ACCESS Testing Season
By Sarah Forbes
This blog post was first published at http://www.sarahtesolhub.com/ on 2/7/2018.
This is a hectic time of year for any ELL teachers in states that administer the annual WIDA ACCESS English language assessment. This standardized test, used by states in the WIDA consortium to monitor English language learner (ELL) progress from year to year for school accountability purposes, is time consuming and challenging for students. Recently, the test is administered via chromebooks or iPads, which means there are added layers of technology requirements and bugs. However, it also offers teachers an opportunity to see student progress in action and monitor student needs. This informs instruction and provides families and classroom teachers with useful information about individual language development.
Initially, when the WIDA test window rolls around, you will hear a bit of groaning around my school. There are materials to order and organize, trainings to brush up on, technology to procure, and most importantly, schedules for shared space and time to master. In a district where ELL teachers have more than 25 students on their caseloads, the test can take between four to six weeks. In kindergarten, the test is still administered one-on-one and takes between 45 and 60 minutes per test. This interrupts normal ELL support services and means that ELL teachers live and breathe ACCESS for this time period. We say the same script over and over again, encourage students to do their best and to work through things they don’t understand. It can be overwhelming for everyone involved.
I have sat in on test review sessions with WIDA, and I know there are many areas of concern for test item writers and reviewers. Most of these center on potential bias, and ensuring that test items provide adequate verbal and visual content information so that students are focused on language as they work through sections that test skills in all four domains: listening, reading, speaking and writing. While the test is meant to be adaptive, there are multiple choice items that students sometimes accidentally select correctly without understanding. This means students who aren’t necessarily able are often put into tiers above their level of proficiency and confidence. On the other hand, capable and even fluent students can often be anxious about the new test format and not perform at their best, and they are put into tier below their ability level. As a test administrator, and teacher, watching this unfold can be frustrating.
In addition, in my observation, I find the reading test far to difficult for an average first grader. Students are asked to read at a level that is above what is expected of them in first grade at this time. Text is small and often lacks visual support. It is rare that in first grade students are asked to read without visual support, or read text heavy paragraphs without teacher support. Unfortunately, even when students are placed into a lower tier there is no way for them to show their knowledge of sound-letter correspondence or growing sight word vocabularies. Most students faced with a clump of text they can’t read just guess an answer and move on. This means scores don’t accurately reflect student ability. Can you imagine if you were taking a foreign language reading test and didn’t know 90% or more of the text? You’d probably do the same. It is the defeated look on their faces that worries me, and I always try to say “You are a reader! You are where you need to be, don’t worry about this!”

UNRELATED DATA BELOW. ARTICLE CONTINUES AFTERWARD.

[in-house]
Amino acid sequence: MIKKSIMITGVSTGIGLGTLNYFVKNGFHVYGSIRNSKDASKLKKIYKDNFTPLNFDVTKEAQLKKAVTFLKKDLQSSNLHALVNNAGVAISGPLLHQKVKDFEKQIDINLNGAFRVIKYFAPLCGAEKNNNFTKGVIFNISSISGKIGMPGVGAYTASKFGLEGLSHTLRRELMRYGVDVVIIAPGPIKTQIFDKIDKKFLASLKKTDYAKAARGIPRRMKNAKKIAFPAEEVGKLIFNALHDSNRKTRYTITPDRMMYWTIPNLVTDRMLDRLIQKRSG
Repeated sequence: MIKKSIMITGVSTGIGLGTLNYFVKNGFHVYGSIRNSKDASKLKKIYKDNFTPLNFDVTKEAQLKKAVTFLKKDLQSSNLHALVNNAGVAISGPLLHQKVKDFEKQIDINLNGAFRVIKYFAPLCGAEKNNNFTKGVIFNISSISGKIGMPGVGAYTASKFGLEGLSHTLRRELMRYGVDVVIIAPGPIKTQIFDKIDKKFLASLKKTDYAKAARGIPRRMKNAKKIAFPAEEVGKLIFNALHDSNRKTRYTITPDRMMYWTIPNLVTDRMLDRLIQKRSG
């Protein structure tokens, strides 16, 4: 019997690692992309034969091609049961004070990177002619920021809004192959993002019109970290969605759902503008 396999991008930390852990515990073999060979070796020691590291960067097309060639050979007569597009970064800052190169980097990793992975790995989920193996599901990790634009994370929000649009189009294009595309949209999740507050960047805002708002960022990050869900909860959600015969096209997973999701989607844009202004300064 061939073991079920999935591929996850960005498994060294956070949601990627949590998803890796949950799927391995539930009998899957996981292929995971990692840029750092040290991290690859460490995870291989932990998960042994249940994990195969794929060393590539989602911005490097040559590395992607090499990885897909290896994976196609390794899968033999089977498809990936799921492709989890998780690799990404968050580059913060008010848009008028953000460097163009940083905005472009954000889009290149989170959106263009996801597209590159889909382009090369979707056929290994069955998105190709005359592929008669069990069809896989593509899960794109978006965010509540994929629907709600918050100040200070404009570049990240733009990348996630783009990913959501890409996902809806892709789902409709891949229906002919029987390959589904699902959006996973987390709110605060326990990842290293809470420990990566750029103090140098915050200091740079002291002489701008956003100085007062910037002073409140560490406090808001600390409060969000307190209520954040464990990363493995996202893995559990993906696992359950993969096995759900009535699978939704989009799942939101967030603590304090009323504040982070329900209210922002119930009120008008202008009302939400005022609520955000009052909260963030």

WIDA admits that the ACCESS test “serves as one of multiple measures used to determine whether students are prepared to exit English language support programs.” This is true, and in my own teaching I maintain data of student progress not just on the ACCESS test, but on grade level assessments including reading benchmarks, wordlists, math tests, etc. However, I wonder how the test’s language and literacy expectations can be so far removed from what is considered proficient in the classroom. Is our school so different from others across the nation?
Despite all of my concerns and frustrations, I do find value in the testing process. In kindergarten, as I administer the test on-one-on, I get unique insight into each and every student’s language development. I get to hear how much they’ve learned from the beginning of the year. I get to listen carefully as they complete test items and identify the things that they still need help and practice with. This year, in grades one through five, we also decided to administer the speaking section of the online ACCESS one-on-one to allow students space so they don’t feel nervous about speaking in front of other students and there is no interference between devices in our small testing rooms. Similarly to kindergarten, I’ve been able to learn a lot about where my students are at. This knowledge helps me to form pull-out service groups that best meet the needs of my students. I can use this information to justify and expand on my language curriculum. I can also consult with teachers and help them know what their students might need extra help with in the mainstream classroom.
I think educators who are in classrooms with kids will always be baffled by a “one size fits all” test, because we are trained and encouraged to see students as individuals and meet them where they are at. Standardized tests serve their purpose to compare among students and examine student growth overtime, but they are only one peice of the puzzle, and I wish that other factors could be more clearly taken into consideration on a district, state and even federal level. There are some places, like Chicago, that are trying to figure this out. In the meantime, I do my best to power through testing season, and enjoy the rare one-on-one time with learners.